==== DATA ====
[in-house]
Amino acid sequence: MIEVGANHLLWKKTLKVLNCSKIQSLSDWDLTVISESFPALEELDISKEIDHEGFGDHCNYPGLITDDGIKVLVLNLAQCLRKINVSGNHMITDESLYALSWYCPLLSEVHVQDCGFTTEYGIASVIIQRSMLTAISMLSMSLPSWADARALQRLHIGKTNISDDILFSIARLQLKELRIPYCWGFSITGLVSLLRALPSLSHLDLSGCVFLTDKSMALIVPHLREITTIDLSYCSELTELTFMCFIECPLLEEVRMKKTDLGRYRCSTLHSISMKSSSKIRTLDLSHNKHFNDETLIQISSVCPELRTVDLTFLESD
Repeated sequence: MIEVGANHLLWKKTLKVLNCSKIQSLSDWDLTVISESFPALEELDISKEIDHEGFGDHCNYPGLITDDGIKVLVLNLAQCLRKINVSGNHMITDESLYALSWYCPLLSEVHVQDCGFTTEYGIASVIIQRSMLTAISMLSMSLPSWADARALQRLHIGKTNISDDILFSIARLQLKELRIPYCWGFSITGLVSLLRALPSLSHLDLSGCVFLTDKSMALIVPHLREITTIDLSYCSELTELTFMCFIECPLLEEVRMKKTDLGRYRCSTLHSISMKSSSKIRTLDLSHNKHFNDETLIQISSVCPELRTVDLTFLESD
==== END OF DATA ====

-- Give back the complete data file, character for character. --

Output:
[in-house]
Amino acid sequence: MIEVGANHLLWKKTLKVLNCSKIQSLSDWDLTVISESFPALEELDISKEIDHEGFGDHCNYPGLITDDGIKVLVLNLAQCLRKINVSGNHMITDESLYALSWYCPLLSEVHVQDCGFTTEYGIASVIIQRSMLTAISMLSMSLPSWADARALQRLHIGKTNISDDILFSIARLQLKELRIPYCWGFSITGLVSLLRALPSLSHLDLSGCVFLTDKSMALIVPHLREITTIDLSYCSELTELTFMCFIECPLLEEVRMKKTDLGRYRCSTLHSISMKSSSKIRTLDLSHNKHFNDETLIQISSVCPELRTVDLTFLESD
Repeated sequence: MIEVGANHLLWKKTLKVLNCSKIQSLSDWDLTVISESFPALEELDISKEIDHEGFGDHCNYPGLITDDGIKVLVLNLAQCLRKINVSGNHMITDESLYALSWYCPLLSEVHVQDCGFTTEYGIASVIIQRSMLTAISMLSMSLPSWADARALQRLHIGKTNISDDILFSIARLQLKELRIPYCWGFSITGLVSLLRALPSLSHLDLSGCVFLTDKSMALIVPHLREITTIDLSYCSELTELTFMCFIECPLLEEVRMKKTDLGRYRCSTLHSISMKSSSKIRTLDLSHNKHFNDETLIQISSVCPELRTVDLTFLESD